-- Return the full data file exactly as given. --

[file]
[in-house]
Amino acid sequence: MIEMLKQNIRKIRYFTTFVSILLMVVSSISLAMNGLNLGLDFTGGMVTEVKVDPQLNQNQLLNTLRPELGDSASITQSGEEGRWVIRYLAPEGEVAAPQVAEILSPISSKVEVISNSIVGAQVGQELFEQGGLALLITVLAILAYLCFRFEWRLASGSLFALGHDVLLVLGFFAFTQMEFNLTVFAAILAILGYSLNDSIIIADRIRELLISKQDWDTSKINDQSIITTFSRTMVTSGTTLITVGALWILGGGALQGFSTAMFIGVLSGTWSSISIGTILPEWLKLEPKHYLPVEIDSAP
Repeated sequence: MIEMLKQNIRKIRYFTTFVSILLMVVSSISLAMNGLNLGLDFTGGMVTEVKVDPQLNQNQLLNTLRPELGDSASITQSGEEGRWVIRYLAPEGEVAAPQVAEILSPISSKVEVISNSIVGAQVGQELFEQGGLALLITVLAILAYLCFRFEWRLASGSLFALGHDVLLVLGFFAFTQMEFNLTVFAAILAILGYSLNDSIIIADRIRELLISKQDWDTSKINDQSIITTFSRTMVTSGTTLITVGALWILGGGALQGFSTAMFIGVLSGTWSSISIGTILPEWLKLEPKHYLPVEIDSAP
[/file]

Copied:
[in-house]
Amino acid sequence: MIEMLKQNIRKIRYFTTFVSILLMVVSSISLAMNGLNLGLDFTGGMVTEVKVDPQLNQNQLLNTLRPELGDSASITQSGEEGRWVIRYLAPEGEVAAPQVAEILSPISSKVEVISNSIVGAQVGQELFEQGGLALLITVLAILAYLCFRFEWRLASGSLFALGHDVLLVLGFFAFTQMEFNLTVFAAILAILGYSLNDSIIIADRIRELLISKQDWDTSKINDQSIITTFSRTMVTSGTTLITVGALWILGGGALQGFSTAMFIGVLSGTWSSISIGTILPEWLKLEPKHYLPVEIDSAP
Repeated sequence: MIEMLKQNIRKIRYFTTFVSILLMVVSSISLAMNGLNLGLDFTGGMVTEVKVDPQLNQNQLLNTLRPELGDSASITQSGEEGRWVIRYLAPEGEVAAPQVAEILSPISSKVEVISNSIVGAQVGQELFEQGGLALLITVLAILAYLCFRFEWRLASGSLFALGHDVLLVLGFFAFTQMEFNLTVFAAILAILGYSLNDSIIIADRIRELLISKQDWDTSKINDQSIITTFSRTMVTSGTTLITVGALWILGGGALQGFSTAMFIGVLSGTWSSISIGTILPEWLKLEPKHYLPVEIDSAP